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A Story for children age 4 to 6.

Hans in luck..

By The Brothers Grimm

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Hans had served his master seven years, and at the end of the seventh year he said, "Master, my time is up; I want to go home and see my mother, so give me my wages." "You have served me truly and faithfully," said the master; "as the service is, so must the wages be," and he gave him a lump of gold as big as his head. Hans pulled his handkerchief out of his pocket and tied up the lump of gold in it, hoisted it on his shoulder, and set off on his way home. And as he was trudging along, there came in sight a man riding on a spirited horse, and looking very gay and lively. "Oh!" cried Hans aloud, "how splendid riding must be! sitting as much at one's ease as in an arm-chair, stumbling over no stones, saving one's shoes, and getting on one hardly knows how!"



The horseman heard Hans say this, and called out to him, "Well Hans, what are you doing on foot?" "I can't help myself," said Hans, "I have this great lump to carry; to be sure, it is gold, but then I can't hold my head straight for it, and it hurts my shoulder." "I'll tell you what," said the horseman, "we will change; I will give you my horse, and you shall give me your lump of gold." "With all my heart," said Hans; "but I warn you, you will find it heavy." And the horseman got down, took the gold, and, helping Hans up, he gave the reins into his hand. "When you want to go fast," said he, "you must click your tongue and cry 'Gee-up!'" And Hans, as he sat upon his horse, was glad at heart, and rode off with merry cheer.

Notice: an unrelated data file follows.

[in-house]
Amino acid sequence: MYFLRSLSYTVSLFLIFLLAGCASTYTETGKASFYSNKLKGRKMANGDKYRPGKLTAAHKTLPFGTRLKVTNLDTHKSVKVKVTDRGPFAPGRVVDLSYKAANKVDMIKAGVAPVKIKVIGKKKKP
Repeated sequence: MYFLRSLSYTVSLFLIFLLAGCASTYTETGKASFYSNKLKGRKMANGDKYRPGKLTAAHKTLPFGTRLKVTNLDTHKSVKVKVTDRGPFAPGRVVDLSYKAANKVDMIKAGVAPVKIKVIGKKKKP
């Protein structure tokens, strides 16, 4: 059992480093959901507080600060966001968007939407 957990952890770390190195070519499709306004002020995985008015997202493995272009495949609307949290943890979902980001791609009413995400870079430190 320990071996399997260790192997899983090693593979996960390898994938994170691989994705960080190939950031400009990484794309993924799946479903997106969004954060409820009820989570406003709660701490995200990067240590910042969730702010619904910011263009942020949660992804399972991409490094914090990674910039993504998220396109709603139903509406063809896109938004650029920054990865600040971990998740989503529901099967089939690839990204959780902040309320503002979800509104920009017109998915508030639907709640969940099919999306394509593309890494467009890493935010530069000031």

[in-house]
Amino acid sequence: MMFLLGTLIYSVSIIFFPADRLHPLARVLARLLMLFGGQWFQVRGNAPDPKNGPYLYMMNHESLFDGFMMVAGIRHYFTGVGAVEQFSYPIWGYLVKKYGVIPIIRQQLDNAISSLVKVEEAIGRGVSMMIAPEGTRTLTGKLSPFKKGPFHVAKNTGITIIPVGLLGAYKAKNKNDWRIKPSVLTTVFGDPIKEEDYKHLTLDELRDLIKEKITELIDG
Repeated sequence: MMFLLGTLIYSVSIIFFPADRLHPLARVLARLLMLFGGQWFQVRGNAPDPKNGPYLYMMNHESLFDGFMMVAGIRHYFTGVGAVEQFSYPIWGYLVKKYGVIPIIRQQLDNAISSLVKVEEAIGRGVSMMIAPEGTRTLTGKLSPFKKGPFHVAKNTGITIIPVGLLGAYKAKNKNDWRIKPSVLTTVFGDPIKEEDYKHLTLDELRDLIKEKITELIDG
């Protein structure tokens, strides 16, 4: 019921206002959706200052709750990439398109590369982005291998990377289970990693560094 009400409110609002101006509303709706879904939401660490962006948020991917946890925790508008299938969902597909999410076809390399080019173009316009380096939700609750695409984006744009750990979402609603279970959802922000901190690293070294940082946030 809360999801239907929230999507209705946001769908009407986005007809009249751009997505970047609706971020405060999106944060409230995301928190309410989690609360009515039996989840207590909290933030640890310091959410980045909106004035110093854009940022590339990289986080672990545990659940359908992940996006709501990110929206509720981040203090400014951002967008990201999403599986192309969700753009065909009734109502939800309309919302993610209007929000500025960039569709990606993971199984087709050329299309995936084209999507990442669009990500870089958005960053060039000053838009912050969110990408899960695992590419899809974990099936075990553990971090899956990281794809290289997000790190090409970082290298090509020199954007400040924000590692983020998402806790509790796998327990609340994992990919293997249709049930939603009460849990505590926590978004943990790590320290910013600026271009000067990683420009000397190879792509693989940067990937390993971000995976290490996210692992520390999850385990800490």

After a while he thought he should like to go quicker, so he began to click with his tongue and to cry "Gee-up!" And the horse began to trot, Hans was thrown before he knew what was going to happen, and there he lay in the ditch by the side of the road. The horse would have got away but that he was caught by a peasant who was passing that way and driving a cow before him. And Hans pulled himself together and got upon his feet, feeling very vexed. "Poor work, riding," said he, "especially on a jade like this, who starts off and throws you before you know where you are, going near to break your neck; never shall I try that game again; now, your cow is something worth having, one can jog on comfortably after her and have her milk, butter, and cheese every day, into the bargain. What would I not give to have such a cow!"

       



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